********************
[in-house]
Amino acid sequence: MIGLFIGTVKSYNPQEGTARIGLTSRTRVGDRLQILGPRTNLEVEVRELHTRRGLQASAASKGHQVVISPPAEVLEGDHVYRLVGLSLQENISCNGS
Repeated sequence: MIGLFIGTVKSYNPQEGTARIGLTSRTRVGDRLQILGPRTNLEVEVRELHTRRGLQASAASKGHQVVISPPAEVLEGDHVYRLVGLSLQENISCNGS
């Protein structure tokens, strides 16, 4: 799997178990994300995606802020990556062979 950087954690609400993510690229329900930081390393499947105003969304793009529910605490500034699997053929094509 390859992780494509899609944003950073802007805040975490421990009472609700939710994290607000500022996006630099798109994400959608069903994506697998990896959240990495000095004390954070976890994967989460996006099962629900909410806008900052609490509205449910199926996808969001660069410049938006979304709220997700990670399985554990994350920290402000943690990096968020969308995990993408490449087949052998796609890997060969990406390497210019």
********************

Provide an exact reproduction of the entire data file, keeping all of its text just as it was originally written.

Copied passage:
[in-house]
Amino acid sequence: MIGLFIGTVKSYNPQEGTARIGLTSRTRVGDRLQILGPRTNLEVEVRELHTRRGLQASAASKGHQVVISPPAEVLEGDHVYRLVGLSLQENISCNGS
Repeated sequence: MIGLFIGTVKSYNPQEGTARIGLTSRTRVGDRLQILGPRTNLEVEVRELHTRRGLQASAASKGHQVVISPPAEVLEGDHVYRLVGLSLQENISCNGS
């Protein structure tokens, strides 16, 4: 799997178990994300995606802020990556062979 950087954690609400993510690229329900930081390393499947105003969304793009529910605490500034699997053929094509 390859992780494509899609944003950073802007805040975490421990009472609700939710994290607000500022996006630099798109994400959608069903994506697998990896959240990495000095004390954070976890994967989460996006099962629900909410806008900052609490509205449910199926996808969001660069410049938006979304709220997700990670399985554990994350920290402000943690990096968020969308995990993408490449087949052998796609890997060969990406390497210019």